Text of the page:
„Enzo Mari“ exhibition at Design Museum London

This major exhibition celebrates the life and work of one of the greatest Italian designers of the 20th century, Enzo Mari, whose designs have inspired generations of creatives around the world.

„Enzo Mari“ at Design Museum London © Design Museum London

The exhibition Enzo Mari, curated by Hans Ulrich Obrist with Francesca Giacomelli, is open until 8 September 2024. Produced by Triennale Milano, it celebrates Mari’s extraordinary life and legacy bringing together hundreds of his projects including furniture, children’s books and games, product and graphic design and conceptual installation-based works.

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„Enzo Mari“
March 29 – September 8, 2024
Design Museum London
224-238 Kensington High St, London

Not only one of the 20th century’s most significant designers, Mari was also an artist, teacher, theorist, and more. During his prolific career, he created countless enduring and timeless designs, filling the homes and streets of the Milanese and beyond. An outspoken critic of the design industry, his uncompromising belief in the social responsibility of design resonates powerfully today, as we face ecological and ethical issues with ever greater urgency.

„Enzo Mari“ at Design Museum London © Design Museum London
„Enzo Mari“ at Design Museum London © Design Museum London

This unmissable retrospective which was produced and presented by Triennale Milano in 2020, spans Mari’s 60-year career and brings together hundreds of his projects, ranging from furniture, children’s books and games, product and graphic design, to more conceptual installation-based works. Archival material provides greater insight into Mari’s research process, and the key principles that guided and unified his work.

„Enzo Mari“ at Design Museum London © Design Museum London

Alongside this exhibition, the museum is showcasing a related free display featuring a number of commissioned tributes from contemporary London based designers in celebration of Mari’s extraordinary life and legacy, on display at the first floor’s balcony.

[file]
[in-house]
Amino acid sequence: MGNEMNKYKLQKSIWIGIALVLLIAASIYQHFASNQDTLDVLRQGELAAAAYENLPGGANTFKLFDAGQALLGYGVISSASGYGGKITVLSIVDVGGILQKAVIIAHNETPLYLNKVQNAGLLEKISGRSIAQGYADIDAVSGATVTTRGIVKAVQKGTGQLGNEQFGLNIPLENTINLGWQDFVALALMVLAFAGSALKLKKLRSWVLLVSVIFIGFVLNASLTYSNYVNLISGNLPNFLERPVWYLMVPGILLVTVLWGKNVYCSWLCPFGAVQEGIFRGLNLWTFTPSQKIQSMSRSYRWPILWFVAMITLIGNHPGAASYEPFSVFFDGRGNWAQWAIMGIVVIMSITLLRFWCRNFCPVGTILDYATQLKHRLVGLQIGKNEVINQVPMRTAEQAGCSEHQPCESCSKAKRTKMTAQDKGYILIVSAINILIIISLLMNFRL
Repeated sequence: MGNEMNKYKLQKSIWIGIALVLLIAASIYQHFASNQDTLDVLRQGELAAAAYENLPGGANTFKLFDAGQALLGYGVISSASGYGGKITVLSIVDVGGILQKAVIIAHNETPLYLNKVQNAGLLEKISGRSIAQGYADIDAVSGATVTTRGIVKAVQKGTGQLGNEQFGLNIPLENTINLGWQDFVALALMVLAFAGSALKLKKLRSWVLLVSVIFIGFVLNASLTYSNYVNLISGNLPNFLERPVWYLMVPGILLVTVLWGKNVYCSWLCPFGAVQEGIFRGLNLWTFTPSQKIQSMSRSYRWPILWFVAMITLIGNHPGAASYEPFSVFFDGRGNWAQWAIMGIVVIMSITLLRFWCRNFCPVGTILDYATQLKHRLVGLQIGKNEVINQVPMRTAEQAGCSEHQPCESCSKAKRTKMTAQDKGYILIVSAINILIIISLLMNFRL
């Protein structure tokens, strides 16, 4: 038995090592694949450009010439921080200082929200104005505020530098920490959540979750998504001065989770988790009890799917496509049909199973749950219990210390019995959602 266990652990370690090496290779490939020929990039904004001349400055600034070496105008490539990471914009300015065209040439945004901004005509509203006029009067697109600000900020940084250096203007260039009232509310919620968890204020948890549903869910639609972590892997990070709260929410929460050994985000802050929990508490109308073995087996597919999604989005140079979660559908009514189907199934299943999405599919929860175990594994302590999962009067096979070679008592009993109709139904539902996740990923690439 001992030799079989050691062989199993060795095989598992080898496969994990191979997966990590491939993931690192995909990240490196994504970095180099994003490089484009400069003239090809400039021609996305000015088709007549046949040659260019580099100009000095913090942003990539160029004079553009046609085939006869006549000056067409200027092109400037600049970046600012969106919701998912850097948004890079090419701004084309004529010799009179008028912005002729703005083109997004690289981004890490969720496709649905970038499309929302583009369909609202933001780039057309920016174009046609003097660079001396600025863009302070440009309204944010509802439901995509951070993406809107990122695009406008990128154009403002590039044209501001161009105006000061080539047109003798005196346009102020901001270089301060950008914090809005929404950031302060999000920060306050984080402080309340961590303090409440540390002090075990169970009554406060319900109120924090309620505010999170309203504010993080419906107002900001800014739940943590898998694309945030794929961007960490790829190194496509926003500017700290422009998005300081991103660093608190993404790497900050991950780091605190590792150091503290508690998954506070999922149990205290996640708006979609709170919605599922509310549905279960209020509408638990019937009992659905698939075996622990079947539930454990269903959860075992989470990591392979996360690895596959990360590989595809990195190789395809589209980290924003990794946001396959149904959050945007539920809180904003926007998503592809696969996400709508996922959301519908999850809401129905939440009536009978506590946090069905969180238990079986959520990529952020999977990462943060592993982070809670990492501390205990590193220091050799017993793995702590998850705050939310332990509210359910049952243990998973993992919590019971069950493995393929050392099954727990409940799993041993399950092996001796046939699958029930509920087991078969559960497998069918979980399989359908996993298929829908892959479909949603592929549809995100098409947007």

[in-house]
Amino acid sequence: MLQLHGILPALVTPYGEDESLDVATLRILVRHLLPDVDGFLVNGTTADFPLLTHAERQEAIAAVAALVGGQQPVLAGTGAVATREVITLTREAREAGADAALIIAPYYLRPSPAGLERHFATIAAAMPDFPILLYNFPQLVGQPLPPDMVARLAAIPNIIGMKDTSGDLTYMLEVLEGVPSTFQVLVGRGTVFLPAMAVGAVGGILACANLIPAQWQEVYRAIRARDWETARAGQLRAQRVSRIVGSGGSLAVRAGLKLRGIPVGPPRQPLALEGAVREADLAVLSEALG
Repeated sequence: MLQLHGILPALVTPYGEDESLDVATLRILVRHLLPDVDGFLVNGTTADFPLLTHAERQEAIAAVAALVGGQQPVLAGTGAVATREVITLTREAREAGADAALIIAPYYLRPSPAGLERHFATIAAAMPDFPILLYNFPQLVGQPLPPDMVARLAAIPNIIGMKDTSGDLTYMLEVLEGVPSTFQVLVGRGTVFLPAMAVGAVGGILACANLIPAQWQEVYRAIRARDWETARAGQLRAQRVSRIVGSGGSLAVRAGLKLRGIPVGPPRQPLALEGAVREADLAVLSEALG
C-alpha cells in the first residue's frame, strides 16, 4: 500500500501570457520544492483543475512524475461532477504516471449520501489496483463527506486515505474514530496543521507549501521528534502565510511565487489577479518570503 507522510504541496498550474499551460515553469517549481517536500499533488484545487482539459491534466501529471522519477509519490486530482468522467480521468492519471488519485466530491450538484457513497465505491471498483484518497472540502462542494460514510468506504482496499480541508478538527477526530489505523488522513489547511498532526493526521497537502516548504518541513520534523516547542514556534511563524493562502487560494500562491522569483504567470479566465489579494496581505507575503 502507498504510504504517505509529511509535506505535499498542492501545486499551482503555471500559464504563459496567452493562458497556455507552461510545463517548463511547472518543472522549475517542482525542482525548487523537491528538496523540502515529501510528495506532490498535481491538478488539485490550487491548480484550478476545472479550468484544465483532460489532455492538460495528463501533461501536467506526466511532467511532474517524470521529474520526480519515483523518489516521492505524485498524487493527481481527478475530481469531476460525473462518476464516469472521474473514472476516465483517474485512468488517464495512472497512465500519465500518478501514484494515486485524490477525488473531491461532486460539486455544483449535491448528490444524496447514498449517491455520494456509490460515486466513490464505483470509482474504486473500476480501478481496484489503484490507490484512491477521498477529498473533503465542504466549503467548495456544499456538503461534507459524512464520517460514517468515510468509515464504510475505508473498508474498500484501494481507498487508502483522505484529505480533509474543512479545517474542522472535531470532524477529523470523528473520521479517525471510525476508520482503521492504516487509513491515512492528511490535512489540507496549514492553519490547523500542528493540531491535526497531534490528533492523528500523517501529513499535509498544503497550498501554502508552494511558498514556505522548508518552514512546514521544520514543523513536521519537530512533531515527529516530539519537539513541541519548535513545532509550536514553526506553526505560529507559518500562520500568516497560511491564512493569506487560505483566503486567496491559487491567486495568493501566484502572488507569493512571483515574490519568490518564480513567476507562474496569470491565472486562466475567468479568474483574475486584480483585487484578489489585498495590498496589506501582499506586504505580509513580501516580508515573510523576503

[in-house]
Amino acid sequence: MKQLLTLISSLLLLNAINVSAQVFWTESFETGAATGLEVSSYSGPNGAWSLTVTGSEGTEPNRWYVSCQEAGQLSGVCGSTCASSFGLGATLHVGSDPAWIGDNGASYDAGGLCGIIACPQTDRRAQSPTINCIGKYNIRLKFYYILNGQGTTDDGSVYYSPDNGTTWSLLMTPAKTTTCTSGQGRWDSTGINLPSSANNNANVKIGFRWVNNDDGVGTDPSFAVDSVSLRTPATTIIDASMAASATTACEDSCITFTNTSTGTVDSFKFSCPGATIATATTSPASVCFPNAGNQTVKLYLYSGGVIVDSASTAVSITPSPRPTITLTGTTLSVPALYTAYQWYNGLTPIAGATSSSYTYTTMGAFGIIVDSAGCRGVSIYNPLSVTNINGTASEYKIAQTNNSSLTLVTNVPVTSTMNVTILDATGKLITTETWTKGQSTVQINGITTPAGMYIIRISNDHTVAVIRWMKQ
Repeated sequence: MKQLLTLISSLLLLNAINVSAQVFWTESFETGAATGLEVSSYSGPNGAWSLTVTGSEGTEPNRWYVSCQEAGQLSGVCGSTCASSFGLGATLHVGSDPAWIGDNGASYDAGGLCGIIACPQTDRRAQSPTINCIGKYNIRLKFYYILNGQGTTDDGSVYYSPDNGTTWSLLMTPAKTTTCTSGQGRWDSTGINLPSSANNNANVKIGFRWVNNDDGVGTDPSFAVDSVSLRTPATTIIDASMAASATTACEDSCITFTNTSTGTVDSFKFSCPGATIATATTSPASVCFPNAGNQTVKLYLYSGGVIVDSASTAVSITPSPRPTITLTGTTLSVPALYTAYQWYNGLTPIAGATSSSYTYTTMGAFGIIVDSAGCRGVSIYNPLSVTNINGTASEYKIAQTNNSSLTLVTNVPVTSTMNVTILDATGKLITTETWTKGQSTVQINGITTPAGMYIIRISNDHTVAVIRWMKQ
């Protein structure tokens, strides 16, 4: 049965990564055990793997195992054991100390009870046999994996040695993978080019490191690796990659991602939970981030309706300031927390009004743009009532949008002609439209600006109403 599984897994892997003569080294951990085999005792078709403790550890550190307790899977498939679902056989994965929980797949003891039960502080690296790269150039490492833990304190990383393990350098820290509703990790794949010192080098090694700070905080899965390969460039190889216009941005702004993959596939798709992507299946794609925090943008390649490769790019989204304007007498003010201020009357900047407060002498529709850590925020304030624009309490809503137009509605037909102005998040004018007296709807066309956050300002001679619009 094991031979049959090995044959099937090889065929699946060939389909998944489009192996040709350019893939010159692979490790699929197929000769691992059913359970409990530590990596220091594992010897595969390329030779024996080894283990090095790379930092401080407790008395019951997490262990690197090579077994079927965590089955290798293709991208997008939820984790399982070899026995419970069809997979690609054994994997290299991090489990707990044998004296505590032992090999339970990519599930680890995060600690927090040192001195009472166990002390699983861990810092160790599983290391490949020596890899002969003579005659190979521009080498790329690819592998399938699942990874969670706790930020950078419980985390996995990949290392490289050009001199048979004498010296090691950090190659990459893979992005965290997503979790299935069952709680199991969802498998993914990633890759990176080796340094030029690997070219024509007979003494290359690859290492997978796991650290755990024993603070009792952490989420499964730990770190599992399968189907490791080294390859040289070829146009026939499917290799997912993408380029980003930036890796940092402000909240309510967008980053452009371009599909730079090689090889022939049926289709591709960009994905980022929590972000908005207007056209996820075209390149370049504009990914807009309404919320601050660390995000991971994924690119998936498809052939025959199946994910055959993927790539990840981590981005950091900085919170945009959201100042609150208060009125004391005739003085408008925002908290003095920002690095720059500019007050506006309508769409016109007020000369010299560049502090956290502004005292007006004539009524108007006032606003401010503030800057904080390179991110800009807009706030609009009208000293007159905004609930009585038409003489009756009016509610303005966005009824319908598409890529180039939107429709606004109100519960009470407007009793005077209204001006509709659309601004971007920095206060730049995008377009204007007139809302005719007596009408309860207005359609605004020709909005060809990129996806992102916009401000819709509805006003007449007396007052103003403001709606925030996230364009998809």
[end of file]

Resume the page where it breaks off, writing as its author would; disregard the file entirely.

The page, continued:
„Enzo Mari“ at Design Museum London © Enzo Mari

Working almost incessantly for over 60 years, Mari was an intellectual, teacher, artist, exhibition-maker and much more. He always moved freely between disciplines, and saw no distinction between the type of projects he worked on – whether it be furniture, exhibition making, product design, graphic design or artistic installations. His depth or research and relentless rigour produced a body of work like no other – and leaves a legacy that extends far beyond the realm of design.

In his early 20s, Mari enrolled at the Brera Academy of Fine Art, where he could be accepted without a high school diploma, as he had had to previously cut short his education in order to support his family. To begin with he studied painting and sculpture, but dropped out of this course as he was unsatisfied with the answers he received to his incessant questions. He finally enrolled in stage design, honing his technical drawing skills and developing his research into visual perception, experimenting with colour, volume, form and depth. Mari designed and won awards for his sets for operas by Puccini and Calderón de la Barca.

„Enzo Mari“ at Design Museum London © Design Museum London

Mari thought play was not a form of amusement, but a way to understand the world. He famously said that the Nobel Prize should be awarded to two-year-olds, because he was fascinated by how quickly children learn about the world through a process of trial-and-error. As a young father in the 1950s, he noticed that many toys did not encourage creative thinking or autonomy in children, and observed how his own children’s enjoyment came from games that granted freedom in play. At first produced on a relatively small scale, Mari designed some of the most iconic children’s puzzles and books that are still in production today.

Among his contemporaries, Mari was known as ‘design’s conscience’. His lifework was advocating for the social responsibility of design and designers, who for him ought to be at the service of society, not themselves. He also thought design should elevate the experience and status of the people producing objects, and not just serve those that bought them. In fact, many of his projects were experiments in de-alienating production line work, or in restoring autonomy and creativity in workers. For Mari, these were ways to practice equality, raise collective consciousness, and ultimately transform society to be more equitable.